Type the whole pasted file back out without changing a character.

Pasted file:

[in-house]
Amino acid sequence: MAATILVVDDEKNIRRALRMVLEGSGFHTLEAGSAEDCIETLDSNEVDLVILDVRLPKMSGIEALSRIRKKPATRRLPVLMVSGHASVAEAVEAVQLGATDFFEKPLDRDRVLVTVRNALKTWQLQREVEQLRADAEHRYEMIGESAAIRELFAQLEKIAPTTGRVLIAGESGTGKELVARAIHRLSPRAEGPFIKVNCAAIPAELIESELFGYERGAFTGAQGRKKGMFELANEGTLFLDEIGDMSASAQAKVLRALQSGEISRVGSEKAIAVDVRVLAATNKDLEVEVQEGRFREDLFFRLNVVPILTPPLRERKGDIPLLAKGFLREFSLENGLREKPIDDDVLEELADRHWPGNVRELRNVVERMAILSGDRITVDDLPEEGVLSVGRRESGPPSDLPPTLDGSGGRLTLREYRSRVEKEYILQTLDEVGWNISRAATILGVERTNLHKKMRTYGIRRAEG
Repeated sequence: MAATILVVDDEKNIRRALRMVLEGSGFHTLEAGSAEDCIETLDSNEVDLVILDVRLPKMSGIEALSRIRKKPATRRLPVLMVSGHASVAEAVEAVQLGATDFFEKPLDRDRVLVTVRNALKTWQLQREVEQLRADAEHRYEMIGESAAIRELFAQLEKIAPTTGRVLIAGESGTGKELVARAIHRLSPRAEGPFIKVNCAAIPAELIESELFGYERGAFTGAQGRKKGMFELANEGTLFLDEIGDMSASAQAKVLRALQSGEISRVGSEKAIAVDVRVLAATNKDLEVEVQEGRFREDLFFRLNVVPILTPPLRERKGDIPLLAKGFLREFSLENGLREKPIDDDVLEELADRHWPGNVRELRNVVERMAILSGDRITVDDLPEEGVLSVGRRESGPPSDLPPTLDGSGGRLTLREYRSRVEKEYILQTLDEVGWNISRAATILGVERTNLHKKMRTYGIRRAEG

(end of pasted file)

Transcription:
[in-house]
Amino acid sequence: MAATILVVDDEKNIRRALRMVLEGSGFHTLEAGSAEDCIETLDSNEVDLVILDVRLPKMSGIEALSRIRKKPATRRLPVLMVSGHASVAEAVEAVQLGATDFFEKPLDRDRVLVTVRNALKTWQLQREVEQLRADAEHRYEMIGESAAIRELFAQLEKIAPTTGRVLIAGESGTGKELVARAIHRLSPRAEGPFIKVNCAAIPAELIESELFGYERGAFTGAQGRKKGMFELANEGTLFLDEIGDMSASAQAKVLRALQSGEISRVGSEKAIAVDVRVLAATNKDLEVEVQEGRFREDLFFRLNVVPILTPPLRERKGDIPLLAKGFLREFSLENGLREKPIDDDVLEELADRHWPGNVRELRNVVERMAILSGDRITVDDLPEEGVLSVGRRESGPPSDLPPTLDGSGGRLTLREYRSRVEKEYILQTLDEVGWNISRAATILGVERTNLHKKMRTYGIRRAEG
Repeated sequence: MAATILVVDDEKNIRRALRMVLEGSGFHTLEAGSAEDCIETLDSNEVDLVILDVRLPKMSGIEALSRIRKKPATRRLPVLMVSGHASVAEAVEAVQLGATDFFEKPLDRDRVLVTVRNALKTWQLQREVEQLRADAEHRYEMIGESAAIRELFAQLEKIAPTTGRVLIAGESGTGKELVARAIHRLSPRAEGPFIKVNCAAIPAELIESELFGYERGAFTGAQGRKKGMFELANEGTLFLDEIGDMSASAQAKVLRALQSGEISRVGSEKAIAVDVRVLAATNKDLEVEVQEGRFREDLFFRLNVVPILTPPLRERKGDIPLLAKGFLREFSLENGLREKPIDDDVLEELADRHWPGNVRELRNVVERMAILSGDRITVDDLPEEGVLSVGRRESGPPSDLPPTLDGSGGRLTLREYRSRVEKEYILQTLDEVGWNISRAATILGVERTNLHKKMRTYGIRRAEG